Chacha is the national alcohol of Georgia. It is made in the same way as grappa in Italy. In Spain it is called orujo and in France marc. Alcohol is distilled from the residues of wine-making, the skins and seeds. Distillation is made twice to make the taste cleaner and lighter. Big producers also add a little sugar to soften the taste and to make it more crowd-pleaser. Chacha was originally made exclusively in homes, but today it is made by a large number of large vineyards and the biggest can also export it.
Tvilbino is a winery founded in 1969 in the Kakhet region of Georgia. It is one of the largest Georgian wineries. The company also exports wines to more than 30 countries. There are two different grape varieties commonly used in Georgia, Saperavi (dark) and Rkatsiteli (white), both of which Tvilbino makes its own versions of chacha. The price of a 50 cl bottle is about 12 euros.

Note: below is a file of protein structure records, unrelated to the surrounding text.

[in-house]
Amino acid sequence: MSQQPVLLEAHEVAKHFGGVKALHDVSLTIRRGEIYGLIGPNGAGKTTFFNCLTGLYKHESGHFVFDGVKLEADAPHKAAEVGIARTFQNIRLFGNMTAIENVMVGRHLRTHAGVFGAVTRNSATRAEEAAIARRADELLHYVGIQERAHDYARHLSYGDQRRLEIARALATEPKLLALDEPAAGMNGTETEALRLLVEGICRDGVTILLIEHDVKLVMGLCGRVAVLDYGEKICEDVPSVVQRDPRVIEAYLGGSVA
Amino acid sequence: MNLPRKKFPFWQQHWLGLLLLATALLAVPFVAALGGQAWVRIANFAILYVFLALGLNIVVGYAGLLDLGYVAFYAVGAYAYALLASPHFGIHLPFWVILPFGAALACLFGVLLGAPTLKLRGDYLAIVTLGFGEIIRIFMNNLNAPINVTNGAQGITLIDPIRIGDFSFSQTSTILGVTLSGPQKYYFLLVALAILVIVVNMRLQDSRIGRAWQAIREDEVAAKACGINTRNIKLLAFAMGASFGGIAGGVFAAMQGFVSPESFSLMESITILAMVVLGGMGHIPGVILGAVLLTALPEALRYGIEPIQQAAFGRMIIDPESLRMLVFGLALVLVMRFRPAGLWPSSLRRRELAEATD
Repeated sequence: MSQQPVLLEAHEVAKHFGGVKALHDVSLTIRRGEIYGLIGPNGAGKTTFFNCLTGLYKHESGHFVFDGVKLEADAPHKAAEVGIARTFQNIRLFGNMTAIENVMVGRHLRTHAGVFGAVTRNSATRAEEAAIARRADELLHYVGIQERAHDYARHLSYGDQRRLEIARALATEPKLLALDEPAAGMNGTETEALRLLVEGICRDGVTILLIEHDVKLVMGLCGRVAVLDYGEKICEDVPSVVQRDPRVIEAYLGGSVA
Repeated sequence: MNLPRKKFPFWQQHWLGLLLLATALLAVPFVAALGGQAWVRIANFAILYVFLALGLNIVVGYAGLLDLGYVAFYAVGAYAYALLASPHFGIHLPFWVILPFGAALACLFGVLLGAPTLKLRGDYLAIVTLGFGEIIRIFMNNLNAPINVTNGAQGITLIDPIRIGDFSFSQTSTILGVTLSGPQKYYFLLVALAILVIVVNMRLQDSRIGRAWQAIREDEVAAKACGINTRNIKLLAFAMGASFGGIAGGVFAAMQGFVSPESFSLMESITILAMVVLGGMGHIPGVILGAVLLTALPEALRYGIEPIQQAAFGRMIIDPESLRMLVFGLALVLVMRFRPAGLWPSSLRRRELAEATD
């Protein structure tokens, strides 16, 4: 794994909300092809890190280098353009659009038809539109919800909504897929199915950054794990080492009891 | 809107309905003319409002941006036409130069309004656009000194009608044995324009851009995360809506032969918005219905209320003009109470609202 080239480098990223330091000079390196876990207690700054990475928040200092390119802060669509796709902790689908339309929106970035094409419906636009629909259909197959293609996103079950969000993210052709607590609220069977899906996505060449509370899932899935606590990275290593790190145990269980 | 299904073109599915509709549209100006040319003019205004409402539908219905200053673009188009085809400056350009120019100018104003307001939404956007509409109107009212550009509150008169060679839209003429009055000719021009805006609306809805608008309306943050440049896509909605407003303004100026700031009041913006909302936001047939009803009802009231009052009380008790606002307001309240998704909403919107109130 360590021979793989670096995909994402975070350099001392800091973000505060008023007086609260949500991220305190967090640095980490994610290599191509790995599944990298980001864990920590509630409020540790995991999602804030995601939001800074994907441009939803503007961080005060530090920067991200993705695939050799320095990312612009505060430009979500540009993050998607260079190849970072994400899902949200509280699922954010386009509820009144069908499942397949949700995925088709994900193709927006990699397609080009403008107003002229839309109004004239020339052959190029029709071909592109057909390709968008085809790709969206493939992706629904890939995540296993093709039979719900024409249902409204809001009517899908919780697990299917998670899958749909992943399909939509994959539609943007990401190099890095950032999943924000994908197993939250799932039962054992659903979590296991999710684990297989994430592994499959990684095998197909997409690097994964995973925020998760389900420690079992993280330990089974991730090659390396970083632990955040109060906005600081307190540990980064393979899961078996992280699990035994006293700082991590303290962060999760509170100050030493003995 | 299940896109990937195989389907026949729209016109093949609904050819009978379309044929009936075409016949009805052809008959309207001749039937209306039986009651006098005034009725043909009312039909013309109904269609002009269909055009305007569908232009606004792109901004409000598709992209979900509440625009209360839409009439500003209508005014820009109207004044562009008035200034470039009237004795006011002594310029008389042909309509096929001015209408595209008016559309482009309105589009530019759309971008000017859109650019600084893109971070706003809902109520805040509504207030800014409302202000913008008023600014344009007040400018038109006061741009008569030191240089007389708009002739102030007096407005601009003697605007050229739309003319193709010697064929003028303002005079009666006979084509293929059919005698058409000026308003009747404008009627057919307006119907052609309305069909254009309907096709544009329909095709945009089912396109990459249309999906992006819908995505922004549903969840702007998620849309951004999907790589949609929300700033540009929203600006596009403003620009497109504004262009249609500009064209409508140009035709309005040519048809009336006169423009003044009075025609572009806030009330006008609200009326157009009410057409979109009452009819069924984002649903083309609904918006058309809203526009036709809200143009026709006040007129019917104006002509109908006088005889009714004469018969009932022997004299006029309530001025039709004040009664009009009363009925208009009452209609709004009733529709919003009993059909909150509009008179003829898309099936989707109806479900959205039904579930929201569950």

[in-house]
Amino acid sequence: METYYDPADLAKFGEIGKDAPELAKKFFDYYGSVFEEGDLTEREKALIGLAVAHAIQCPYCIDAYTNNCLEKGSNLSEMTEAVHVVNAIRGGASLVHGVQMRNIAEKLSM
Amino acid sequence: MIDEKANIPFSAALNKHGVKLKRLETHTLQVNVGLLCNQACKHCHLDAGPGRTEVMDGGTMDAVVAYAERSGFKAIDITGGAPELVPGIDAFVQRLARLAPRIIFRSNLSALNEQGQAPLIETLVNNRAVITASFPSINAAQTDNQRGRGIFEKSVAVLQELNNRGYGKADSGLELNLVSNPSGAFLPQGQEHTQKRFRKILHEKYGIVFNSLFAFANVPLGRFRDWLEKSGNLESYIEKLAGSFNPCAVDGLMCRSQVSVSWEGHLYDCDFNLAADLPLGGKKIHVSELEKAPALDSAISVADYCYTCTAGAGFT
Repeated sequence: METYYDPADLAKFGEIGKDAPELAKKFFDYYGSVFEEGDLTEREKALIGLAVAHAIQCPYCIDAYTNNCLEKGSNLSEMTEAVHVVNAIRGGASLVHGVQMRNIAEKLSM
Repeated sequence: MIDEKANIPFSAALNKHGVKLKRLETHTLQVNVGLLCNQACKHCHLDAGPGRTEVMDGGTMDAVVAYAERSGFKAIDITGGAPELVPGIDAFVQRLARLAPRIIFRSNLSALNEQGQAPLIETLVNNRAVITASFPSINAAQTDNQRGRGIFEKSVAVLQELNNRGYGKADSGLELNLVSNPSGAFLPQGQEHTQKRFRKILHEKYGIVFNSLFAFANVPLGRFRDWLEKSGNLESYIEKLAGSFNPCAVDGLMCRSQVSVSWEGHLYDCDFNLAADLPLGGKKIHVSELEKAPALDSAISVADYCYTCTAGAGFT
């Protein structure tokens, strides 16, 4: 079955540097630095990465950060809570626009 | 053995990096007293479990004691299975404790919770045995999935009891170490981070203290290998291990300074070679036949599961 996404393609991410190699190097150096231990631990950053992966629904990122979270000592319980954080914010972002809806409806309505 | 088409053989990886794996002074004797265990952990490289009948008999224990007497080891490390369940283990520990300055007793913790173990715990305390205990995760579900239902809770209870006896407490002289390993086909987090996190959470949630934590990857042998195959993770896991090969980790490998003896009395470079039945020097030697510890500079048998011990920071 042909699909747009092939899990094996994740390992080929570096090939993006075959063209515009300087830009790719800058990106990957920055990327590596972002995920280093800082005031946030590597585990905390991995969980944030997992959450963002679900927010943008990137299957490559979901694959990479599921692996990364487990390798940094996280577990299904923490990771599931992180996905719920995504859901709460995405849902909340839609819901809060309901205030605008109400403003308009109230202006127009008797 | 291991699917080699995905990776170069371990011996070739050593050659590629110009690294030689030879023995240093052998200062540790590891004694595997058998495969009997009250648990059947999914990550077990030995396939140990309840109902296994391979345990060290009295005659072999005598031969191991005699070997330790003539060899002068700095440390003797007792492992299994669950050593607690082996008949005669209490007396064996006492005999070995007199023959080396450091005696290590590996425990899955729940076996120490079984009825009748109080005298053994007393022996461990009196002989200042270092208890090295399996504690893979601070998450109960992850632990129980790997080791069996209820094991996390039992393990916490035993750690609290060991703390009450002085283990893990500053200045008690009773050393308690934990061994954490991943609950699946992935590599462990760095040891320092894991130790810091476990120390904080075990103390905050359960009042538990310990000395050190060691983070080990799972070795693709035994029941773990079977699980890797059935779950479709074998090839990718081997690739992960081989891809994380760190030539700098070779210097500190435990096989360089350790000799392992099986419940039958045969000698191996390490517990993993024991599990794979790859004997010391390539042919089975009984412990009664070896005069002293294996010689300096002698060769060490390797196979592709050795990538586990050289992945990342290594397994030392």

The aroma has fermented grape, grass and pear. The taste is soft and quite sweet, the sugar has probably been added. The taste is light and slightly murky. White wine aroma is on the base, but there is also a hint of dried fig or apricot. The fruity aroma of the pear is rather strong. The aroma of walnut and almond is also in the background. Tvilbino Rkatsiteli is a rather original product and clearly differs from Italian grappa. The taste is perhaps a little too sweet and it feels like there has been added sugar to mask some of the side flavors of the manufacturing process. Chacha is also referred to as “Georgian vodka”, but vodka is far from here, even though it is also clear in color. The fruity and nutty taste is quite original and interesting. It is worth trying Chacha if you come across it on a trip to Georgia or some eastern-European country who sells it. For Grappa lovers, it’s a particularly different experience.